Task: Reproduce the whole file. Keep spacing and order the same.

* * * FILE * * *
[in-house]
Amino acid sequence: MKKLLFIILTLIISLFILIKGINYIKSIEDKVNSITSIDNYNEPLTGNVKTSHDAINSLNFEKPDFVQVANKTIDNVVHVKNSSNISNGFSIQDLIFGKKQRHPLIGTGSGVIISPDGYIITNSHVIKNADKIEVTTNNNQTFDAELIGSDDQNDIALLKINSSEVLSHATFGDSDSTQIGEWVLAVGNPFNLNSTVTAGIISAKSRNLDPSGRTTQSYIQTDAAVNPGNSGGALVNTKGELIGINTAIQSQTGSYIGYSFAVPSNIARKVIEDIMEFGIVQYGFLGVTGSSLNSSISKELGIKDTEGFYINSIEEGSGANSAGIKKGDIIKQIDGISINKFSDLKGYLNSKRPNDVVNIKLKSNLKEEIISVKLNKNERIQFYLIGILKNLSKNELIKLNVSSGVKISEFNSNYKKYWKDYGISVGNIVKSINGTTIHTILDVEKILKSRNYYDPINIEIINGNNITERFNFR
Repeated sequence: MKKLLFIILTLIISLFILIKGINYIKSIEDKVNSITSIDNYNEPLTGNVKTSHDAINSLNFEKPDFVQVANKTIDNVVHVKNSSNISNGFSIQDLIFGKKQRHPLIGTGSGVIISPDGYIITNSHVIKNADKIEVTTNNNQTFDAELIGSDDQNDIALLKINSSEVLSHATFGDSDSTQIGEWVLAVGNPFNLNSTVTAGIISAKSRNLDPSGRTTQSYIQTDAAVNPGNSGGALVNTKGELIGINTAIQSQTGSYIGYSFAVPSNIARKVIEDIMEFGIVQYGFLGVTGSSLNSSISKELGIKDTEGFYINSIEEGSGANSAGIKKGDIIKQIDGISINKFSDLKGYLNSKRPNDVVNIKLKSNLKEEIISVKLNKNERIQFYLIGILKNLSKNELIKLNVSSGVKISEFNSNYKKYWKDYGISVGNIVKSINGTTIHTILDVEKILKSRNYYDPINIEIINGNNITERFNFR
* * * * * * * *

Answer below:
[in-house]
Amino acid sequence: MKKLLFIILTLIISLFILIKGINYIKSIEDKVNSITSIDNYNEPLTGNVKTSHDAINSLNFEKPDFVQVANKTIDNVVHVKNSSNISNGFSIQDLIFGKKQRHPLIGTGSGVIISPDGYIITNSHVIKNADKIEVTTNNNQTFDAELIGSDDQNDIALLKINSSEVLSHATFGDSDSTQIGEWVLAVGNPFNLNSTVTAGIISAKSRNLDPSGRTTQSYIQTDAAVNPGNSGGALVNTKGELIGINTAIQSQTGSYIGYSFAVPSNIARKVIEDIMEFGIVQYGFLGVTGSSLNSSISKELGIKDTEGFYINSIEEGSGANSAGIKKGDIIKQIDGISINKFSDLKGYLNSKRPNDVVNIKLKSNLKEEIISVKLNKNERIQFYLIGILKNLSKNELIKLNVSSGVKISEFNSNYKKYWKDYGISVGNIVKSINGTTIHTILDVEKILKSRNYYDPINIEIINGNNITERFNFR
Repeated sequence: MKKLLFIILTLIISLFILIKGINYIKSIEDKVNSITSIDNYNEPLTGNVKTSHDAINSLNFEKPDFVQVANKTIDNVVHVKNSSNISNGFSIQDLIFGKKQRHPLIGTGSGVIISPDGYIITNSHVIKNADKIEVTTNNNQTFDAELIGSDDQNDIALLKINSSEVLSHATFGDSDSTQIGEWVLAVGNPFNLNSTVTAGIISAKSRNLDPSGRTTQSYIQTDAAVNPGNSGGALVNTKGELIGINTAIQSQTGSYIGYSFAVPSNIARKVIEDIMEFGIVQYGFLGVTGSSLNSSISKELGIKDTEGFYINSIEEGSGANSAGIKKGDIIKQIDGISINKFSDLKGYLNSKRPNDVVNIKLKSNLKEEIISVKLNKNERIQFYLIGILKNLSKNELIKLNVSSGVKISEFNSNYKKYWKDYGISVGNIVKSINGTTIHTILDVEKILKSRNYYDPINIEIINGNNITERFNFR